On the other hand, for the Balkan population, the picture changes considerably depending on which sample we use. As can be seen in Figure 2, when we restrict our sample to only prime-working age males, the bulk of the population has only completed primary education or less, but as we relax this sample restriction the educational attainment distribution changes considerably. In our full sample of all working age male and females, the bulk of the Balkan population has completed secondary education. This is similar to the native workforce, though the split between secondary and primary education for the Balkan workers is a bit closer than that found for natives in the same sample.

Figure 2

Figure 2

For the rest of this analysis, I will only be reporting the results using the full sample of male and females of working age, though it should be noted that regression results using all three samples had the same signs and significance levels.

Estimating the supply shock

The first thing to note here is that, while there certainly was a dramatic spike in the flows of migrants from the Balkan states entering Switzerland in the 1990s, as a percentage of the total workforce, this “shock” is still relatively modest. In Figure 3 below, we can see that for the full sample of male and female workers, the Balkan population made up 2.29% and 3.59% of the Swiss labor force in 1990 and 2000 respectively.

[Note: Even when using the restricted sample of prime-working age males, the share of Balkan workers is only 4.04% and 4.71% over both years.]

Figure 3

Figure 3

With regards to where these shocks were felt the most, we can see that, while the variation is modest, not all of the cantons in Switzerland were affected the same way–as we would expect. In the map below, we can see that majority of cantons only experienced relatively light “shocks”, ranging between 1 to 2%, and that the biggest impacts tend to have occurred in the central and northeastern parts of the country.

Figure 4

Figure 4

When we do a simple scatter plot showing the relationship between any of the labor market outcome variables and the size of the Balkan shock, we notice that: (a) there appears to be some sort of linear relationship between the two variables, (b) the direction, or sign, of this relationship is as we predicted from before, and that (c) the impact of the Balkan shock only seems to affect small cells containing workers with the lowest level of education.

Figure 5 Figure 6 Figure 7

Regression results

Our assessment of the impact of refugee migration on the Swiss labor market looks at three different dependent variables: (i) the change in the unemployment rate, (ii) the change in the share of salaried workers, and (iii) the change in the share of salaried workers.

For each dependent variable, I conduct set of six regressions. I estimate (1) a baseline model with the respective dependent variable of interest regressed by the relative supply shock of Balkan migration (shock_rel), then (2) re-estimate the model controlling for the change in supply of native workers (log_nativesupp), and then (3) add a control variable for the change in the share of female workers (d_share_fem). Next, I repeat the first three regressions except I control for canton and education-level fixed effects in each (4-6).

All regressions presented here have been weighted by the size of the region-skill cell. Cell weights are calculated with \((n_0 \cdot n_1) / (n_0 + n_1)\), where \(n_0\) is the number of observations in the region-skill cell in 1990 and the \(n_1\) is the number of observations in the cell in 2000. All results are reported with Huber-White robust standard errors.

[Note: I also estimate all regressions without weights, where I find that the unweighted regressions have slightly higher precision for the fixed-effect estimations, though the signs and significance remain the same.]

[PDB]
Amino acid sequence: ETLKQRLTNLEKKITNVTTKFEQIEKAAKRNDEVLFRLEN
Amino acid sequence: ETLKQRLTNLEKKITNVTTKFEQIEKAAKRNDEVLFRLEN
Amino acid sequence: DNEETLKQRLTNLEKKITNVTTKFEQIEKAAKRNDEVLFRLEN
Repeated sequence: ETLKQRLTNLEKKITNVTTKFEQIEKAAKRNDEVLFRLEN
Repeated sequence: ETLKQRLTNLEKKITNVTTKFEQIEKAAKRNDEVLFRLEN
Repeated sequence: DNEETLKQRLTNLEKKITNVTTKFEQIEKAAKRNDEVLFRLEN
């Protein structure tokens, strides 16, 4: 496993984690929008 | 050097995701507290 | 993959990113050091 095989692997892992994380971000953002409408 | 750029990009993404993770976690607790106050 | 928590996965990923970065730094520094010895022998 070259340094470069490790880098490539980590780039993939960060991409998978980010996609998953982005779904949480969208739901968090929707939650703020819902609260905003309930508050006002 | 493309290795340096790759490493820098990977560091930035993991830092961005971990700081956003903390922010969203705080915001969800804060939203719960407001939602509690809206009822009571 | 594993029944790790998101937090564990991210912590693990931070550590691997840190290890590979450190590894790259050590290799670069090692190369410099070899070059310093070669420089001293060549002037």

Interestingly enough, for all three dependent variables, the increase in refugee immigration had a statistically significant negative effect on the corresponding labor market outcome variables, but in all cases, these effects disappeared once we controlled for region and skill fixed effects.

Below, I present a summary of the impact of the Balkan refugee shock on all dependent variables using the full model specification, controlling for region and skill fixed-effects. As we can see, no matter what controls we include in our specification, as long as we correct for fixed effects, the coefficient on our shock_rel variable is not statistically different from zero across any of the labor market outcomes of interest.

Some concluding remarks

The results from our analysis show that the impact of Balkan refugee migration to Switzerland in the 1990’s had no significant impact on the labor market outcomes for similar native workers, either in terms of their rate of unemployment, the types of work contracts they had, or their tenancy to stay in the labor force. This stands in contrast to the findings of Borjas when estimating the impact of Cuban refugees in Miami [Borjas 2003], as well as the work of Borjas and Monras when estimating the impact of refugees from Algeria in France [Borjas and Monras 2007], and when estimating the impact of Balkan refugees in Europe.

Insofar as our particular analysis is concerned, it is worth noting that estimations were also run for sub-samples including only prime-age working males (ages 25-54), as well as for sub-samples of all working age males (ages 15+), and while the more restrictive sub-sample did lead to more precise estimates, the overall pattern of the results was no different from what we find here–namely, that simple OLS estimates did show a significant negative impact of the refugee shock, but all of these effects disappeared once we control for region and skill fixed- effects.

It is worth noting that for the analysis presented here we only looked at the impact of Balkan workers on similar native workers. The approached used assumes that native and foreign workers are perfect substitutes, and ignores any cross-effects between skill groups (i.e. increased supply of low-skill workers could actually help high-skilled, or vice-versa). Additionally, we have noted that controlling for fixed effects and/or adding regression weights actually lowers the precision of our estimates. These threads are potentially worthy of further exploration, but for the moment, I will leave those questions for future follow-ups.


  1. Borjas, G.J., 2003. The labor demand curve is downward sloping: Reexamining the impact of immigration on the labor market. The Quarterly Journal of Economics 118, 1335–1374.

  2. Borjas, G.J., Monras, J., 2017. The labour market consequences of refugee supply shocks. Economic Policy 32, 361–413.

  3. Iseni, B., Ruedin, D., Bader, D., Efionayi-Mäder, D., 2014. The population of Bosnia and Herzegovina in Switzerland. Swiss Federal Office for Migration, Bern.

  4. Banerjee AV, Duflo E (2019). Good Economics for Hard Times: Better Answers to Our Biggest Problems. 1 edition. Allen Lane.

  5. Woolridge, J., 2012. Introductory Econometrics a Modern Approach.